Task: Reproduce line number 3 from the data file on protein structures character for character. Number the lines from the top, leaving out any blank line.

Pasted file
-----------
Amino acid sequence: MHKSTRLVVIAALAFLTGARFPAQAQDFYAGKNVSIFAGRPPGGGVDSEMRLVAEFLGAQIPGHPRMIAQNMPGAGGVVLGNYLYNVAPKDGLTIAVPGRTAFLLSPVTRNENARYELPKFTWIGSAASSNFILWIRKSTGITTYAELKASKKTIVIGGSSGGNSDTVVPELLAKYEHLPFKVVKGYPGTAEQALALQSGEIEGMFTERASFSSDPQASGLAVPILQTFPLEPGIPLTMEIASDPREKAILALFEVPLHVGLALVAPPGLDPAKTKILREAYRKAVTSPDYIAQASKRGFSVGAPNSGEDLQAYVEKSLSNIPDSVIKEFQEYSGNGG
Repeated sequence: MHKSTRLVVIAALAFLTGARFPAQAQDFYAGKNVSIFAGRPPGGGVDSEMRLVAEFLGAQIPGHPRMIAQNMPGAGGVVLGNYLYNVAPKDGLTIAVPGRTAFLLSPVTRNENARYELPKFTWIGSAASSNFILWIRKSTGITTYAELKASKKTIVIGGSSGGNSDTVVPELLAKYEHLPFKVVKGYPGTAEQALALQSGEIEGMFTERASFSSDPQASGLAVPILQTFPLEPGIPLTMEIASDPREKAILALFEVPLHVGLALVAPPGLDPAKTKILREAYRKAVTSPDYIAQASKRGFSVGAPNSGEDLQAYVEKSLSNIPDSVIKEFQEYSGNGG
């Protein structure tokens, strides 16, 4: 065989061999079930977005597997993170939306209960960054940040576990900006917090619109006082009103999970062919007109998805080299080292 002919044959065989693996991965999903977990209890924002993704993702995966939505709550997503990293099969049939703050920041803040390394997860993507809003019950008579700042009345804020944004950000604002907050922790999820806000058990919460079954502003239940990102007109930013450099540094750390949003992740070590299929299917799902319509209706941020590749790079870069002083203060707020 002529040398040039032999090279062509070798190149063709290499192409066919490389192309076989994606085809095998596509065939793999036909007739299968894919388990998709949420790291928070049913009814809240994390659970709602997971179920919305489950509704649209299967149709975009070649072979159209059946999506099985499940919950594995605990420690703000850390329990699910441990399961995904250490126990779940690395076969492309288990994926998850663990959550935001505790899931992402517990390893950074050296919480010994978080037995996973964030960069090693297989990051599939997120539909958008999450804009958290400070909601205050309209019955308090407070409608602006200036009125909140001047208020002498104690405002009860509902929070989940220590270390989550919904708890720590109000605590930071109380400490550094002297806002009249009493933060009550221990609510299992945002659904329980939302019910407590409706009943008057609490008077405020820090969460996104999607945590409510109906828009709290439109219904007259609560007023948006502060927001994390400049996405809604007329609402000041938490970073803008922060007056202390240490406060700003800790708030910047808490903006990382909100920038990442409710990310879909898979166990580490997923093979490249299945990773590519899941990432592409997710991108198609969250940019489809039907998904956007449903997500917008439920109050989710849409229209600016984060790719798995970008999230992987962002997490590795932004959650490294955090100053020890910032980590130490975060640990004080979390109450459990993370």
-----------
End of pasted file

């Protein structure tokens, strides 16, 4: 065989061999079930977005597997993170939306209960960054940040576990900006917090619109006082009103999970062919007109998805080299080292 002919044959065989693996991965999903977990209890924002993704993702995966939505709550997503990293099969049939703050920041803040390394997860993507809003019950008579700042009345804020944004950000604002907050922790999820806000058990919460079954502003239940990102007109930013450099540094750390949003992740070590299929299917799902319509209706941020590749790079870069002083203060707020 002529040398040039032999090279062509070798190149063709290499192409066919490389192309076989994606085809095998596509065939793999036909007739299968894919388990998709949420790291928070049913009814809240994390659970709602997971179920919305489950509704649209299967149709975009070649072979159209059946999506099985499940919950594995605990420690703000850390329990699910441990399961995904250490126990779940690395076969492309288990994926998850663990959550935001505790899931992402517990390893950074050296919480010994978080037995996973964030960069090693297989990051599939997120539909958008999450804009958290400070909601205050309209019955308090407070409608602006200036009125909140001047208020002498104690405002009860509902929070989940220590270390989550919904708890720590109000605590930071109380400490550094002297806002009249009493933060009550221990609510299992945002659904329980939302019910407590409706009943008057609490008077405020820090969460996104999607945590409510109906828009709290439109219904007259609560007023948006502060927001994390400049996405809604007329609402000041938490970073803008922060007056202390240490406060700003800790708030910047808490903006990382909100920038990442409710990310879909898979166990580490997923093979490249299945990773590519899941990432592409997710991108198609969250940019489809039907998904956007449903997500917008439920109050989710849409229209600016984060790719798995970008999230992987962002997490590795932004959650490294955090100053020890910032980590130490975060640990004080979390109450459990993370």